One of the important and easy tips to success in the sciences is your involvement in research.  There are many reasons why students should be interested in pursuing research while enrolled in classes and giving appropriate time to their classroom studies.  After 25+ years as a Professor and having advised/mentored hundreds of undergraduates and nearly 100 graduate students (Masters of Science, M.S., or Doctor of Philosophy, Ph.D.) the positives of research as supplementary or essential education and the development of the whole self as a scientist, or as a non-scientist interested in learning more about how science works, far out weights any possible negatives.  Involving yourself in research in a Professor’s laboratory is easy and usually only involves approaching the Professor with an interest in assisting in a project ongoing in his/her laboratory or bringing an idea to them that is closely allied to their area of focus in their research. First, you need to get to know the kinds or types of research ongoing in a Professor’s laboratory that may interest you or you may simply enjoy working with a Professor and working in his/her laboratory can be a good start.  In the first case, you need to research what they do, what kinds of questions they are asking, and why kinds of tools they are using to address these questions.  If this sounds like something that would interest you in the slightest then the laboratory may be for you.  If you are just beginning, it is usually best to offer to work in their laboratory initially for no or minimal salary, work a regular schedule around your classes and studies, inquire and discuss as best you can the different projects ongoing in the lab, and embed yourself with the permission of the Professor in one of those projects.  Getting along with the Professor and other people in the laboratory is important and part of this responsibility is yours - don’t come in like you know everything and you should only tolerate professional behavior and interactions of others in the laboratory.

As discussed above, there are many reasons for you to involve yourself in research –starting off small and working your way up.  Research experience will enhance and hone your academic abilities, critical thinking abilities, your focus, and your relationships with other students and Professors, and provides one of best ways for in-depth exposure to a topic of possible interest for future consideration as a career choice in some way – thereby achieving your passion in life.  Involving yourself in research also gives you and the Professor a great opportunity to learn more about one another and for you to gain wisdom from an experience person in your chose field.  When it comes time for letters of recommendation for job applications or applications to professional or graduate school you should be in good shape to have letters from people that really know you and can write meaningful letters - something other than simply having you in their class!  Research experience in a laboratory also takes effort, time, and patience - all attributes that people reading your application materials know from their own experiences and something that not everyone applying for the position has in their portfolio or on their resume!  Finally, many students involved in research find themselves published in the professional scientific literature as an author on a paper that they were involved with during their research experience.  In some cases you may even be the first author of the paper yourself given that you take on the necessary motivation of analyzing data, writing portions or all of the paper, and seeing the paper through to submission to the journal!  Frankly, very few people as students have this distinct honor and admissions committees, Professors, and future supervisors in scientific disciplines know this and know that you have taken your years as a student very seriously and are inherently driven and a hard worker!  This only leads to personal success and sets you apart from a flock of other applicants - guaranteed.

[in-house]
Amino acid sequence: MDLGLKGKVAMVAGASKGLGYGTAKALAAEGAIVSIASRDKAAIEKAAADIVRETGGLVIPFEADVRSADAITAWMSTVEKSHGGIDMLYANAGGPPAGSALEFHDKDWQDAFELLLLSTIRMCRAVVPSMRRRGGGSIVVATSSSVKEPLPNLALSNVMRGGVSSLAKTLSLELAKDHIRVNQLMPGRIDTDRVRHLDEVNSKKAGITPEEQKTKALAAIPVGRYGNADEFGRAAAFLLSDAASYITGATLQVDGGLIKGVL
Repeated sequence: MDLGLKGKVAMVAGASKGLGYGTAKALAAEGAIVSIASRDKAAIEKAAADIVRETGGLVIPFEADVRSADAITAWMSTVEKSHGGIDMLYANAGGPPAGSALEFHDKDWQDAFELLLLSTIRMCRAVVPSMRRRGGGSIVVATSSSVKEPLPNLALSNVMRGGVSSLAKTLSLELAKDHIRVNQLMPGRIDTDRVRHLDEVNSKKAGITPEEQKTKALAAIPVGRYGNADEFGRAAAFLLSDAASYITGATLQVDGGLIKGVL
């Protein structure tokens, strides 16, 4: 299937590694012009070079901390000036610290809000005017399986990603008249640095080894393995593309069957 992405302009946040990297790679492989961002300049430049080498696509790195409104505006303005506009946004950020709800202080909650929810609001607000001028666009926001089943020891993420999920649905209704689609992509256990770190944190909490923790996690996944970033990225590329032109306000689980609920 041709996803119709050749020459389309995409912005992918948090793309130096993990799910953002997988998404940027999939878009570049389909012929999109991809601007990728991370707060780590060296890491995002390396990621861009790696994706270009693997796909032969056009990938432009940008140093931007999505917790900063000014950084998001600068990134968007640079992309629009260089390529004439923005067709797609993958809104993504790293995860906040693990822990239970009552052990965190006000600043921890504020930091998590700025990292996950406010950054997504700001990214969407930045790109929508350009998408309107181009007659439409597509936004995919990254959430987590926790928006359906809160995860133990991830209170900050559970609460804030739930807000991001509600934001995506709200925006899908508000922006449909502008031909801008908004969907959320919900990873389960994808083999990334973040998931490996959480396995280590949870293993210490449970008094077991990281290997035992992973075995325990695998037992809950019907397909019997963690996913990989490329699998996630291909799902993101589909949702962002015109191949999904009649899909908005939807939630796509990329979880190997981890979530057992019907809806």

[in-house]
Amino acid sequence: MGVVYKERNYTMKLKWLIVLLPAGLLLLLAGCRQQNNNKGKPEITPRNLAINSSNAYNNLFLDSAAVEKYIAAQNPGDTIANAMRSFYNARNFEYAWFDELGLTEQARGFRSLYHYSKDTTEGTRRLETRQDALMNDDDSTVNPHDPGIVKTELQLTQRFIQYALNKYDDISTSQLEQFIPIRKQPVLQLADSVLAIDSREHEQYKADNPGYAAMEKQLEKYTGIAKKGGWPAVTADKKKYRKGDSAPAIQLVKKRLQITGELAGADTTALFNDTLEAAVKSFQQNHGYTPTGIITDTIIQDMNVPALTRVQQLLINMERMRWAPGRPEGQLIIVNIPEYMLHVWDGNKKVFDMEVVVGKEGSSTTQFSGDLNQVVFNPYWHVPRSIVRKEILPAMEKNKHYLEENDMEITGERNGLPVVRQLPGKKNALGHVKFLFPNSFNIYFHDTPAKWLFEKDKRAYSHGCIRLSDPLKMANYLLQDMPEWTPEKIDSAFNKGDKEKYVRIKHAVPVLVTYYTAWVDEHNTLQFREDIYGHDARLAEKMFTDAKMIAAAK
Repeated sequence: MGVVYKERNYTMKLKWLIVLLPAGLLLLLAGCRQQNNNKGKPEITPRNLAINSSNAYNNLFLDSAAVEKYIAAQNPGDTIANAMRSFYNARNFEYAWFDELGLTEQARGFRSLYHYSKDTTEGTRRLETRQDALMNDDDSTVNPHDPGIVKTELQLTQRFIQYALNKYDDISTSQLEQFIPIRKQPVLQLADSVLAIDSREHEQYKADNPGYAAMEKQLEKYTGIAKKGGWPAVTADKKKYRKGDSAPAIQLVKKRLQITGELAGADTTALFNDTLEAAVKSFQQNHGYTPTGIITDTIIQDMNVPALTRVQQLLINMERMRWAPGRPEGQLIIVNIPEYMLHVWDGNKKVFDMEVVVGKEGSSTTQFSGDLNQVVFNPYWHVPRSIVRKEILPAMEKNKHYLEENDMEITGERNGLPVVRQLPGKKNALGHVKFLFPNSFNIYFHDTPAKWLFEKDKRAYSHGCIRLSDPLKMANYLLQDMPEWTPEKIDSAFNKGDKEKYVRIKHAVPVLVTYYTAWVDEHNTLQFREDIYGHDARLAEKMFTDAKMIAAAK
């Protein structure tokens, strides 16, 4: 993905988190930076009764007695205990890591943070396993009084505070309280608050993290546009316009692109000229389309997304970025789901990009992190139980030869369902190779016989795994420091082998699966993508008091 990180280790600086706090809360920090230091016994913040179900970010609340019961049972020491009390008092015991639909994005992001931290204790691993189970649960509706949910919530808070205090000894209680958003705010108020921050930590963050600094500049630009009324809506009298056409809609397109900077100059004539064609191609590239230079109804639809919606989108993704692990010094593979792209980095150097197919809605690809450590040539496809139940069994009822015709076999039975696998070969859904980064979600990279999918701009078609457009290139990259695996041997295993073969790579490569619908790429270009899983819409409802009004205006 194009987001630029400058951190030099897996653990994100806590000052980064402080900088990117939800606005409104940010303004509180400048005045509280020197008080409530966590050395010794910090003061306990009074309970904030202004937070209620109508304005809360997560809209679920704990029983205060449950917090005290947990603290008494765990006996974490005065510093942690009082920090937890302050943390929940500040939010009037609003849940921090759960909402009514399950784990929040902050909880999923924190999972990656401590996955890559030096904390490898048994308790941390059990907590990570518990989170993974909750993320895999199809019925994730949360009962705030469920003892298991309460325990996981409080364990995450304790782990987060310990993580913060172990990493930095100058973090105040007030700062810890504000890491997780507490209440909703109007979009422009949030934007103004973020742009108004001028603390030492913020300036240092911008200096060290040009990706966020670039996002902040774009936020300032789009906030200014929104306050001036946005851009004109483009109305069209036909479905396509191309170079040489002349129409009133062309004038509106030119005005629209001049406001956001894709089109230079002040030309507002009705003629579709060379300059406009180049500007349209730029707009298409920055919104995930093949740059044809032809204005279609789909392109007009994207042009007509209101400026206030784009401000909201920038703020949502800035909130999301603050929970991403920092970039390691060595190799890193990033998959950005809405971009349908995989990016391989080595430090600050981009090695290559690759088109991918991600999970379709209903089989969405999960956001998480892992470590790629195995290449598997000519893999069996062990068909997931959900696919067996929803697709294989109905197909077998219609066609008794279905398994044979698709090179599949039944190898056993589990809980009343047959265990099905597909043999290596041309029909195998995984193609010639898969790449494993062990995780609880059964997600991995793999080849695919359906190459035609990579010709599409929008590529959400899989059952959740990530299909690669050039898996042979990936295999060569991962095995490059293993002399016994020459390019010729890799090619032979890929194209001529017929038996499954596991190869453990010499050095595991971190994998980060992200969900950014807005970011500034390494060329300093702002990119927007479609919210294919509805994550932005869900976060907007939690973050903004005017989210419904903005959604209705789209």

Fish illustrations by Joseph R. Tomelleri and used with permission.